When to Use Pie Charts – Best Practices

Bottom Line: This post explains best practices for using pie charts in your reports and dashboards based on common data visualization principles.  You will also learn techniques for picking the best slice of pizza/pie. 🙂

Skill level: Beginner

Best Practices for Using Pie Charts

Pie or Not?

When it comes to the art & science of data visualization (aka principles for creating charts & dashboards), pie charts are the most controversial topic.

Some experts will tell you to NEVER use pie charts.  Others say use them sparingly, and usually have a strict set of rules to follow.

Should I add a pie chart

So, when do we use pie charts?

The Balance of Supply & Demand

The decision on when to use pie charts usually comes down to a few factors.

If you are familiar with the principles of data visualization, then you might have had a conversation like this before…

Boss: “This dashboard you created looks great, but we’d like to have a few pie charts on it.”

You: “Thanks Boss!  However, we really shouldn’t use pie charts.  They can be difficult for the reader to interpret.  Our eyes have trouble comparing the size of the slices…”

You go on for about 7 minutes, quoting experts like Stephen Few and Edward Tufte, trying to explain how pie (charts) are bad for your (dashboard’s) health.  You might even show some examples from books or websites.

During this rant your boss nods his/her head like they’re in agreement.  You feel like you are really making some progress.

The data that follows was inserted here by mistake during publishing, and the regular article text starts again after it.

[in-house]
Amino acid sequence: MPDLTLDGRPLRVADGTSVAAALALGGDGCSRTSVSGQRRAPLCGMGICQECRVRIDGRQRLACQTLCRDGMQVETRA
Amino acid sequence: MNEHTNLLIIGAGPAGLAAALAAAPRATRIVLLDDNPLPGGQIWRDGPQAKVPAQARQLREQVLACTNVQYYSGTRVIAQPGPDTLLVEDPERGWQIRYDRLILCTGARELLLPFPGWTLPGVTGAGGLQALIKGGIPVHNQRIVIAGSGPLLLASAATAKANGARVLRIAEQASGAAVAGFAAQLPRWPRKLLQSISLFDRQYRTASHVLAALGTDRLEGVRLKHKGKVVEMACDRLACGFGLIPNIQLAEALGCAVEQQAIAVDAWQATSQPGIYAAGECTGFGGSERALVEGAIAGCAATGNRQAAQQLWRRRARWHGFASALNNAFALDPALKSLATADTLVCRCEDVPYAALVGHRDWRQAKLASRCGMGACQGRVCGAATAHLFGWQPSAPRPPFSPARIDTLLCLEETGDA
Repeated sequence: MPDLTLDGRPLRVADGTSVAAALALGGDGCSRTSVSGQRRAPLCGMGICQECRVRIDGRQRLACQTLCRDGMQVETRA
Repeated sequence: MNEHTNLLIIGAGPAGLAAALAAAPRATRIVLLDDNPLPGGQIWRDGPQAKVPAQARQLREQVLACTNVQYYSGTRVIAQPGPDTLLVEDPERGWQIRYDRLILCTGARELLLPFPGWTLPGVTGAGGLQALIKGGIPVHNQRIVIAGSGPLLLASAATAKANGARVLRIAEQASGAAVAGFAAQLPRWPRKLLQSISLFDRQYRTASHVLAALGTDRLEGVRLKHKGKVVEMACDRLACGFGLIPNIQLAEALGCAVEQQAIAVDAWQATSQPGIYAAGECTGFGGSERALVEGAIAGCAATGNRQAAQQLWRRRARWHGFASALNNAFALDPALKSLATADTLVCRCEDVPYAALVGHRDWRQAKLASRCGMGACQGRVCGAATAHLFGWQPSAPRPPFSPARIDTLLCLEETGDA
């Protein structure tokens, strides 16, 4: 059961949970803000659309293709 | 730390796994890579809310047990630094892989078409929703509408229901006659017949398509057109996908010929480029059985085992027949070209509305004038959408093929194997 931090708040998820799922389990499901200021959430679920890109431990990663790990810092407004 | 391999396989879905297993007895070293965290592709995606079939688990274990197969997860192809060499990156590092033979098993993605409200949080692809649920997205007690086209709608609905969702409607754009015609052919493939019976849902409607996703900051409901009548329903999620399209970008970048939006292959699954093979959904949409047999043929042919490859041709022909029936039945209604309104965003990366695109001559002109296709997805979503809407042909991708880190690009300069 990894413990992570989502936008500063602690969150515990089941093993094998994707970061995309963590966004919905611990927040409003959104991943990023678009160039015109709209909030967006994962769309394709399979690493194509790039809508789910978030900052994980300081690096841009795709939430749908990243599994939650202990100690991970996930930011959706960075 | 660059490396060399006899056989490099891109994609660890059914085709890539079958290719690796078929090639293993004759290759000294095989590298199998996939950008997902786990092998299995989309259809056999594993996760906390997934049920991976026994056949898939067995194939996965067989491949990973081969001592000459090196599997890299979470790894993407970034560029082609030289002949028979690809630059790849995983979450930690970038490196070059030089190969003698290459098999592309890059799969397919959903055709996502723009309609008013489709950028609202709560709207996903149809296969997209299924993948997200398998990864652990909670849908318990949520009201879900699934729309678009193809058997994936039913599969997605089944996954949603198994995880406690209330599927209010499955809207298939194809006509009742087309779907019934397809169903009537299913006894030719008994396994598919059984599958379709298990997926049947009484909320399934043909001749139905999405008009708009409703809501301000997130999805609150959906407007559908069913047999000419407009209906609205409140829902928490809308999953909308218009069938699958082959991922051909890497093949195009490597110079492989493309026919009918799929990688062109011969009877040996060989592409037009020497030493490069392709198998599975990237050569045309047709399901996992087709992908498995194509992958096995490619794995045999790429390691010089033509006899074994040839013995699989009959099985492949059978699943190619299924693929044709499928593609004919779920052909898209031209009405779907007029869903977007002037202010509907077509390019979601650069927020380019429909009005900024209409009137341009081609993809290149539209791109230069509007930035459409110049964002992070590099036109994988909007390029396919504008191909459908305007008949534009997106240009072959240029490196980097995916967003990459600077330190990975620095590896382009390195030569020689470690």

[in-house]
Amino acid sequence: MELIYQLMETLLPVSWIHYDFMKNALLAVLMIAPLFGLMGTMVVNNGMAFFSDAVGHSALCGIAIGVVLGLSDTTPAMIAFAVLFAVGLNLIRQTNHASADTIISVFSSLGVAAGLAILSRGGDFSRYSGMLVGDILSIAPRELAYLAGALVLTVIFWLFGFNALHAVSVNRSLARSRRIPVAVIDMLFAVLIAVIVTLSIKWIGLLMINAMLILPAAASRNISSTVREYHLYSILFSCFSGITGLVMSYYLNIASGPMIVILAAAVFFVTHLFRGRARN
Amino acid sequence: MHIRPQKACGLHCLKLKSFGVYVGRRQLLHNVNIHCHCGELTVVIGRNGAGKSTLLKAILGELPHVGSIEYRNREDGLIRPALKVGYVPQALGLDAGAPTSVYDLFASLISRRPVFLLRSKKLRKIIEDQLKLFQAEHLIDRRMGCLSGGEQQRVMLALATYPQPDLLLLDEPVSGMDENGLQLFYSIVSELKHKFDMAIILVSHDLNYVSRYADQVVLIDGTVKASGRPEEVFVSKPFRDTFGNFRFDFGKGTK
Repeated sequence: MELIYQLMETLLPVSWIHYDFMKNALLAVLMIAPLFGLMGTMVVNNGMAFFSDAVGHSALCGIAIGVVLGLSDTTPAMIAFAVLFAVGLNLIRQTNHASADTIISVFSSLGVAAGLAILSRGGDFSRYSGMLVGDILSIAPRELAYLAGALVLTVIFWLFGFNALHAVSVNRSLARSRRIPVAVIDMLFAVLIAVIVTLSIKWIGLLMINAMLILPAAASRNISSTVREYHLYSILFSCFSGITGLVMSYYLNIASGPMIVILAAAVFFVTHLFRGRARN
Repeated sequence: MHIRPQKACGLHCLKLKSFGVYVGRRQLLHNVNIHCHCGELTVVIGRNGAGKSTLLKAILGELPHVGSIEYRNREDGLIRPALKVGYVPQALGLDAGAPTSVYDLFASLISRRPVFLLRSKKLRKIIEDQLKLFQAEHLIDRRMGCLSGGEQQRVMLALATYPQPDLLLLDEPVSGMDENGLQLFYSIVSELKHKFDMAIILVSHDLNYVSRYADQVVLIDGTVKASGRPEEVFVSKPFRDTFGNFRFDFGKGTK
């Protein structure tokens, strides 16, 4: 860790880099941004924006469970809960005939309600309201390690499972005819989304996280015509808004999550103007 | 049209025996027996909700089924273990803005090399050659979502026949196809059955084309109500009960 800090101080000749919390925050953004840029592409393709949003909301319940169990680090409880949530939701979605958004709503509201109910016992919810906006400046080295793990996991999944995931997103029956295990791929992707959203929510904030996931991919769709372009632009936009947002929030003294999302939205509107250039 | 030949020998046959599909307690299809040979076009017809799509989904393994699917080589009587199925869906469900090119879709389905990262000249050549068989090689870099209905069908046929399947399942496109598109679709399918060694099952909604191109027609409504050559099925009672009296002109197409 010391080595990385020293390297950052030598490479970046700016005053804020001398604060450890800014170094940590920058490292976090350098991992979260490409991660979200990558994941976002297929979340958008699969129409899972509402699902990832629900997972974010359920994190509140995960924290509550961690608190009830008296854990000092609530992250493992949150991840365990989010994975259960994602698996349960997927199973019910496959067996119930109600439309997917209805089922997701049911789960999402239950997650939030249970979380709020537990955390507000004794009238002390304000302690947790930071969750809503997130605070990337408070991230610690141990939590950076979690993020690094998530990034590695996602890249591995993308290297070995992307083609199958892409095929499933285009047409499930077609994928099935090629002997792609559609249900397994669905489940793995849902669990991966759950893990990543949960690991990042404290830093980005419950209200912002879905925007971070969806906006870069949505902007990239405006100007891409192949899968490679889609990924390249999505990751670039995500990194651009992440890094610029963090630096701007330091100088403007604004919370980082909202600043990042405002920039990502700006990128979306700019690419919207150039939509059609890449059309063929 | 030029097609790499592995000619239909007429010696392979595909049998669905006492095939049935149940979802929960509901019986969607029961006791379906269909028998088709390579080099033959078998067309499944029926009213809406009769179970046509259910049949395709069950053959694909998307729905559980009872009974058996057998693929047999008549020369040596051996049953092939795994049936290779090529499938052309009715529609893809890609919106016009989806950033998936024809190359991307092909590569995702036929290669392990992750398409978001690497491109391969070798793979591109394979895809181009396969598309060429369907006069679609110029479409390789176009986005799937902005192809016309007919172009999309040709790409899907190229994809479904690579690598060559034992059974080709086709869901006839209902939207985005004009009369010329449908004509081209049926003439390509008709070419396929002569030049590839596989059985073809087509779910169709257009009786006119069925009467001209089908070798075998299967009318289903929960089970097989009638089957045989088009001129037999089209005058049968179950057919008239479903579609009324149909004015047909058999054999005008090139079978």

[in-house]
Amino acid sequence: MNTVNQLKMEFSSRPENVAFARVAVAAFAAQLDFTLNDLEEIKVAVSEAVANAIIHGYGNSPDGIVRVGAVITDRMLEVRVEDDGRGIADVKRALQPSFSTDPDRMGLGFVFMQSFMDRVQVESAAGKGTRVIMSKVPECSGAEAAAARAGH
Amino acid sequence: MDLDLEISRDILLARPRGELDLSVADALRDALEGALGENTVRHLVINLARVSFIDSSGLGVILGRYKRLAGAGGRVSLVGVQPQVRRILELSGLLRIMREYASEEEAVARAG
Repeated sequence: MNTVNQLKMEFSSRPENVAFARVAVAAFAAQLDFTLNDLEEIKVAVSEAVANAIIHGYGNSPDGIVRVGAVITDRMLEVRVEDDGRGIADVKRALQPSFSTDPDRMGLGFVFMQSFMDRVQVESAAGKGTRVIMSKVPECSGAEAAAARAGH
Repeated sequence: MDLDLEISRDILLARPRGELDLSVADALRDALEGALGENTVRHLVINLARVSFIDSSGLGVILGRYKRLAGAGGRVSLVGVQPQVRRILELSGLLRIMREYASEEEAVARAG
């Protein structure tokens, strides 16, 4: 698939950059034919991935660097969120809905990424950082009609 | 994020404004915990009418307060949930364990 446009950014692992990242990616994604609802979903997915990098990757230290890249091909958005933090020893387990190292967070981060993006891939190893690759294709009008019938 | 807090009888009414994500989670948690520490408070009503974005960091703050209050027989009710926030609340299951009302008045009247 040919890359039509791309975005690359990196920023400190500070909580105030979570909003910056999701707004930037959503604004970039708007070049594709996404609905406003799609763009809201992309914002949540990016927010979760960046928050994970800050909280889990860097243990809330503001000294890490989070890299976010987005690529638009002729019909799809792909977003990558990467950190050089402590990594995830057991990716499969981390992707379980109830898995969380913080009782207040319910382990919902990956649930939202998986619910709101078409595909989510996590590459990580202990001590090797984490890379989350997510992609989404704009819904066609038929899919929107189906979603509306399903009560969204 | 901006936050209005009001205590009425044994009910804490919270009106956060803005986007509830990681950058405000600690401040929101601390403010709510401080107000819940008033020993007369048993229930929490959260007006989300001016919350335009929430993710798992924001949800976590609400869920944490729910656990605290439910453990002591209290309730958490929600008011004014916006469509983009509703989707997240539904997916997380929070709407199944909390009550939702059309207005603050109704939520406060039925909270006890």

He/she then replies with, “Yeah, but we’re going to need you to add some pie charts to the dashboard.  Can you get it done by Thursday?”

Boss asking for pie charts

If you have experienced something like this, then I applaud you for trying.  I have tried and failed before too.

But don’t let this get you down!

The reality is that the use of pie charts comes down to two forces:

  1. Supply – Our knowledge of pie charts and when to use them.
  2. Demand – The requests from our audience (usually our boss and/or their boss) and the desire to please them. We still want to keep our job, right?

In the situation of pie, demand usually wins.  So let's look at some best practices for creating pie charts.

The Rules for Pie Consumption

This is where things get ugly.  There is a lot of controversy over when to use pie charts.  It’s a highly subjective matter that some people get angry over.

So, I’m going to explain a few common rules to help keep you safe.  I will also share some resources if you really want to dive into this topic.

Just remember that at the end of the day, the decision can come down to the conversation we had with our boss above.  They might even have a valid point…

What are Pie Charts?

Pie charts are used to display the percentage of total.

All the slices (segments) must add up to 100%.  Any individual slice will display its portion of the whole.

The following chart shows the revenue for each region as a percent of total revenue.  The sum of all regions should always equal 100%.

Pie Charts Display Percentage of Total 100 Percent

The circular shape of the pie quickly conveys this message to the reader.  We are dividing the pie into slices and can’t have more/less than 100%.

Note: The data labels might not add up to 100% exactly if you are rounding to whole numbers.

When using a bar/column chart for percentage of total, it is sometimes more challenging to quickly determine that all the bars add up to 100%.

Pie Chart versus Column Bar Chart - Easier to See Percent of Total